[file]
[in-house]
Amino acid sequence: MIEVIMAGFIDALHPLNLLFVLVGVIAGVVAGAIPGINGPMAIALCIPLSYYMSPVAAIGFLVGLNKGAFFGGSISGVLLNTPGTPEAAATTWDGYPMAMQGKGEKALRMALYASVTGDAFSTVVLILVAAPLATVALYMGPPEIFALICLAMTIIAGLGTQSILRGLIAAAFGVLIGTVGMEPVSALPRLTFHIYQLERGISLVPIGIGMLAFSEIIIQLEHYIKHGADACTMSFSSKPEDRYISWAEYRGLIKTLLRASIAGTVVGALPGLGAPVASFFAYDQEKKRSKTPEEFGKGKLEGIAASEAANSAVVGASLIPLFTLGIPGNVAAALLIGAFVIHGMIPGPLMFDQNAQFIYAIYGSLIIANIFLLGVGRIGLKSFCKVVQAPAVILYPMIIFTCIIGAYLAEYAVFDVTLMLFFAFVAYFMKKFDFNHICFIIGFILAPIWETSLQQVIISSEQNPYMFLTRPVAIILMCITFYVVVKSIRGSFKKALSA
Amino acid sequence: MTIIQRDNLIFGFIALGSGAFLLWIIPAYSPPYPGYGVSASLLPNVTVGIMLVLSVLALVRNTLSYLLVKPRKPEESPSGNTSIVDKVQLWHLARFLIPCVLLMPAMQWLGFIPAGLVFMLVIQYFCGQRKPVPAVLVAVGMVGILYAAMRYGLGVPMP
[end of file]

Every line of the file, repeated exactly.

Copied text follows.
[in-house]
Amino acid sequence: MIEVIMAGFIDALHPLNLLFVLVGVIAGVVAGAIPGINGPMAIALCIPLSYYMSPVAAIGFLVGLNKGAFFGGSISGVLLNTPGTPEAAATTWDGYPMAMQGKGEKALRMALYASVTGDAFSTVVLILVAAPLATVALYMGPPEIFALICLAMTIIAGLGTQSILRGLIAAAFGVLIGTVGMEPVSALPRLTFHIYQLERGISLVPIGIGMLAFSEIIIQLEHYIKHGADACTMSFSSKPEDRYISWAEYRGLIKTLLRASIAGTVVGALPGLGAPVASFFAYDQEKKRSKTPEEFGKGKLEGIAASEAANSAVVGASLIPLFTLGIPGNVAAALLIGAFVIHGMIPGPLMFDQNAQFIYAIYGSLIIANIFLLGVGRIGLKSFCKVVQAPAVILYPMIIFTCIIGAYLAEYAVFDVTLMLFFAFVAYFMKKFDFNHICFIIGFILAPIWETSLQQVIISSEQNPYMFLTRPVAIILMCITFYVVVKSIRGSFKKALSA
Amino acid sequence: MTIIQRDNLIFGFIALGSGAFLLWIIPAYSPPYPGYGVSASLLPNVTVGIMLVLSVLALVRNTLSYLLVKPRKPEESPSGNTSIVDKVQLWHLARFLIPCVLLMPAMQWLGFIPAGLVFMLVIQYFCGQRKPVPAVLVAVGMVGILYAAMRYGLGVPMP